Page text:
FLIGHT DEPT PROFILE

Amway uses broad mix of aircraft to develop opportunities and further company growth

Multilevel marketing giant keeps its business personal using fleet of large-cabin Gulfstreams, Bombardier Challenger 300s, Cessna Citation CJ3s and Sikorsky S76.


Dir Rick Fiddler (L) and VP Corp Relations Robin Horder-Koop with the Alber-Rowley Trophy on permanent display at Gulfstream SAV. Horder-Koop has been with Amway for 31 years and served as Fiddler’s direct report for 5. Fiddler credits her with being instrumental in directing the flight department.

“We’ve been flying internationally for so long, we have designed and implemented our own in-house international training course,” says Luciani. “We stay up to date by sending 2 pilots to the Intl Operators Conference (IOC) each year.”

Rollins and Luciani complement each other in the chief pilot role, with Rollins having more helicopter experience than Luciani, while Luciani has more international experience. This works well, notes Rollins: “Rick, Larry and I run everything by each other as a team.” Since Amway established a flight department, 5 pilots have stayed for 30 years or more.

One of them is Senior Captain Bill Westfall, who started flying for Amway in 1977. Westfall, who has 15,500 hrs TT (all of them fixed-wing), joined the company after serving in the US Air Force, where he flew Lockheed T33s and Martin EB57s.

Today Westfall flies an average of 35–50 hrs a month on domestic and international trips. As G400 lead pilot, Westfall is a member of the standardization team and is responsible for G400 fleet procedures.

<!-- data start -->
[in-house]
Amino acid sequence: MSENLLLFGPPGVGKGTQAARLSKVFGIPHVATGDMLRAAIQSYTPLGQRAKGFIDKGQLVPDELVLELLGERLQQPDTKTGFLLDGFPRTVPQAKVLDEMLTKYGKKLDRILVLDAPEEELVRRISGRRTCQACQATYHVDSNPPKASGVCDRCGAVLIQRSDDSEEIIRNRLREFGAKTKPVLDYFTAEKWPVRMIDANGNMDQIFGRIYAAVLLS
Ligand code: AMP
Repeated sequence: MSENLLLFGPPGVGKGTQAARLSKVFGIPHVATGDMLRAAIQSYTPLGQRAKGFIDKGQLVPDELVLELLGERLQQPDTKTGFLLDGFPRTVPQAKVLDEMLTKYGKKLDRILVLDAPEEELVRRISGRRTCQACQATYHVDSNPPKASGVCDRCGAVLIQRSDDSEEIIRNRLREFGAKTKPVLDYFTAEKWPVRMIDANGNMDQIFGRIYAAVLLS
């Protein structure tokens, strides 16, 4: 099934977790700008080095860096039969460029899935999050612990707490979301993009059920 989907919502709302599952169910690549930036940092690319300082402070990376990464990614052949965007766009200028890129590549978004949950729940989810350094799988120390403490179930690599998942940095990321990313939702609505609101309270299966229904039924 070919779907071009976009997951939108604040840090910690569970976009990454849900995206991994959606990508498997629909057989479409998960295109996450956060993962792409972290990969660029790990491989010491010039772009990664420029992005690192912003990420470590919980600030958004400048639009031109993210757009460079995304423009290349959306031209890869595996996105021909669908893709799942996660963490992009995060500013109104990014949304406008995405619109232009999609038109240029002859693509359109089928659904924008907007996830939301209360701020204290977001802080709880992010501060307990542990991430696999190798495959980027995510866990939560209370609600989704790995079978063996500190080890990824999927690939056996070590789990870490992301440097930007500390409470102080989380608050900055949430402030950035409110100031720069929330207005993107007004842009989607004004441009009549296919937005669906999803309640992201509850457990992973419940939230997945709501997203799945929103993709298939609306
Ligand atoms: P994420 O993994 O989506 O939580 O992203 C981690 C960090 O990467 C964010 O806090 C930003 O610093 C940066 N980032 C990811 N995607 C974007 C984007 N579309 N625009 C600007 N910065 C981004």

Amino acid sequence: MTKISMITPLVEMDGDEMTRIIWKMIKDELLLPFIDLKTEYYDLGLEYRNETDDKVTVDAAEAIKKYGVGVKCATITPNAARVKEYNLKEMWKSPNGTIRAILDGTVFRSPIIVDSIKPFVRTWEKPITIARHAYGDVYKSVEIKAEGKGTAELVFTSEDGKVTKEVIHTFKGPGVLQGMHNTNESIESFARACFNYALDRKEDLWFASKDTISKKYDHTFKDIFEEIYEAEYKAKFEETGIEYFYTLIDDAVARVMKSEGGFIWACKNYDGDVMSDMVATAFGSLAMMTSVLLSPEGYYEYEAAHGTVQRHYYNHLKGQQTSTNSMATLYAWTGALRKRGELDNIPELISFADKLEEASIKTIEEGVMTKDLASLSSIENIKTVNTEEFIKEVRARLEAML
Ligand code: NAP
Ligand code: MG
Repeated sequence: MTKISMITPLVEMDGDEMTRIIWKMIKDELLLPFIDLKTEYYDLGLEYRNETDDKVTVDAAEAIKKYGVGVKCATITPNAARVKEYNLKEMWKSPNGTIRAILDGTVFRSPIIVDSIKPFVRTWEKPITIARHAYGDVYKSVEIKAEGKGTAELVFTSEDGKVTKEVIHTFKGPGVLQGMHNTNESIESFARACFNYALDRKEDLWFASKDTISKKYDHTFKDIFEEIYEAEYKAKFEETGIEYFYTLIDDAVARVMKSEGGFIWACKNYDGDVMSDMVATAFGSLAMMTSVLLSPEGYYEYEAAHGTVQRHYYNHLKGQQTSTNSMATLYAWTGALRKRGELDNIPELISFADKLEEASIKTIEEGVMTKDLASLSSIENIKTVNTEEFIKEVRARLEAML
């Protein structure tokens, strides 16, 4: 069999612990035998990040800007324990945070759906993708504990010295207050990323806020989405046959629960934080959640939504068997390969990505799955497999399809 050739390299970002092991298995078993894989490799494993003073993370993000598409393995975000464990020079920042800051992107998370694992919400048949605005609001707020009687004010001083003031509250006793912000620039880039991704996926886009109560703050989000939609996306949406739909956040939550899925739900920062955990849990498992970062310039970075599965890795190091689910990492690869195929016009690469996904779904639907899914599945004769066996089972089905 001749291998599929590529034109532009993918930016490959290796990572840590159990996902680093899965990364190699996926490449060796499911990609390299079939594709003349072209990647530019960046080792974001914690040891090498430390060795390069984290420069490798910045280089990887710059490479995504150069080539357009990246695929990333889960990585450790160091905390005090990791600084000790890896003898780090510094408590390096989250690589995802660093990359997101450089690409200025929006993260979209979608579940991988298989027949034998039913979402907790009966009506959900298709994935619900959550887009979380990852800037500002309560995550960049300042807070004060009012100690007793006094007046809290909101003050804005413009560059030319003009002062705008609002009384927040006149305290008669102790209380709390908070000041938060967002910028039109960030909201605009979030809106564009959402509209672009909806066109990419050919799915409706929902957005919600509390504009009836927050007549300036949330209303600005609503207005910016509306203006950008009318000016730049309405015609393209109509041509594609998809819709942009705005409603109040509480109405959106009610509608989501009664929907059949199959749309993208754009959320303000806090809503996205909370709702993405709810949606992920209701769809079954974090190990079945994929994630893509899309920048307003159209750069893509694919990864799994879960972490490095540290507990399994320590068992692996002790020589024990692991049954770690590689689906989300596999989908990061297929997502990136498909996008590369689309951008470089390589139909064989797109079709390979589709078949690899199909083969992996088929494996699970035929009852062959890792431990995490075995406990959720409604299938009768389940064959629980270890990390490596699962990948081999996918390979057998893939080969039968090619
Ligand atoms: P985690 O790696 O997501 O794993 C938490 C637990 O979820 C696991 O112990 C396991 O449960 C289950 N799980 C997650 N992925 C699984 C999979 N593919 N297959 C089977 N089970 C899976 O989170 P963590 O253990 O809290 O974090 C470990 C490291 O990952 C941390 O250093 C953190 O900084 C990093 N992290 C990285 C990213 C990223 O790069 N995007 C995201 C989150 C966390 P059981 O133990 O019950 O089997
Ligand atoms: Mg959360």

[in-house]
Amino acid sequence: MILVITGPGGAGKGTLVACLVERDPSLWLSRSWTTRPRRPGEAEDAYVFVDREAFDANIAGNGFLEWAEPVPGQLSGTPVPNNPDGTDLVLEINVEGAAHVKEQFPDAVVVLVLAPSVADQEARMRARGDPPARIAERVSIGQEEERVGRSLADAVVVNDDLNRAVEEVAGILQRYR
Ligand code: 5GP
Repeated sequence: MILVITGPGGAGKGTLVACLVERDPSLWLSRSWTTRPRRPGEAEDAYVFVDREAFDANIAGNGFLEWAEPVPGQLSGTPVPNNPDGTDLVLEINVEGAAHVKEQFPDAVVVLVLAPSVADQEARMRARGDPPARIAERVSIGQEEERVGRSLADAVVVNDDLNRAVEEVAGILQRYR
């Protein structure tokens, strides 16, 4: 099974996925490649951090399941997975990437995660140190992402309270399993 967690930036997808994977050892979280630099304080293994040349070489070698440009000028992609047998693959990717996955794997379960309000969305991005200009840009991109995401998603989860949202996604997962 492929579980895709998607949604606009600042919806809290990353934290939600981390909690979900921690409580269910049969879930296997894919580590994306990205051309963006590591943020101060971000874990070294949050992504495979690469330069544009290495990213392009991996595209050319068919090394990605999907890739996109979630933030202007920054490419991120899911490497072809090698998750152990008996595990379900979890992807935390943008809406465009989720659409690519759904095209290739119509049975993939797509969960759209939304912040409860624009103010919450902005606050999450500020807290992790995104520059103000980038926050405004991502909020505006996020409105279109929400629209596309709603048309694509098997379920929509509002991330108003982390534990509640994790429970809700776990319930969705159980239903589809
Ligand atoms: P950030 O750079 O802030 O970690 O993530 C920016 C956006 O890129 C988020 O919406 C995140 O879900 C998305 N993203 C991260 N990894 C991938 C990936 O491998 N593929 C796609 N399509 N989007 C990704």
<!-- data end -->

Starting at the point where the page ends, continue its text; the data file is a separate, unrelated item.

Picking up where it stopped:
He explains that certain safety measures are specific to the company, such as the restriction on night arrivals at ASE (Aspen CO) and other airports in mountainous terrain. “Safety and service have got to be our main priorities,” he says. “We don’t push the envelope.” In his 33 years’ experience flying for Amway, Westfall has seen some changes—but the constant factors carry considerable weight.

“This company wouldn’t be where it is without corporate aviation,” he says. “This was a good place to work when I got here 33 years ago, and it’s an even better place now.”

Scheduling and dispatching

Flight dept lineup in Jun 1980—(L–R) 2 BAC 1-11s, 2 Citation IIs, a Citation I and a Bell 206L Long­Ranger. (Inset) The very first aircraft Amway used—in 1962—was this chartered Mooney.

All international trips must be approved by Amway Pres Doug DeVos, Chairman Steve Van Andel and Chief of Staff Bill Payne.

Domestic trips can be ap­proved by senior VPs. With so many airplanes, scheduling can be what Fiddler calls “an interesting puzzle.” While some trips are planned more than a year in advance, and international trips are planned at least 3 weeks out, there are frequent pop-ups.

However, as Rollins says, “When a pop-up trip does occur, our entire team pulls together—from the schedulers to the maintenance team, the pilots and the flight attendants. It’s really a non-issue, because we have a great group of people working in our department who love getting the job done no matter what the time frame.”

Luciani agrees: “We’ve never had a problem filling a trip.” Amway has 3 full-time senior schedulers, who work overlapping shifts from 0730–2000 Monday– Friday and are on call on weekends. Nancy Carlson is the longest serving of the three.

She started working for Amway in 1973 and has been a scheduler for the past 16 years. Carlson trained on the job. “I love working with people,” she says, “and I work with a bunch of good people. Not only that, but every day is different.”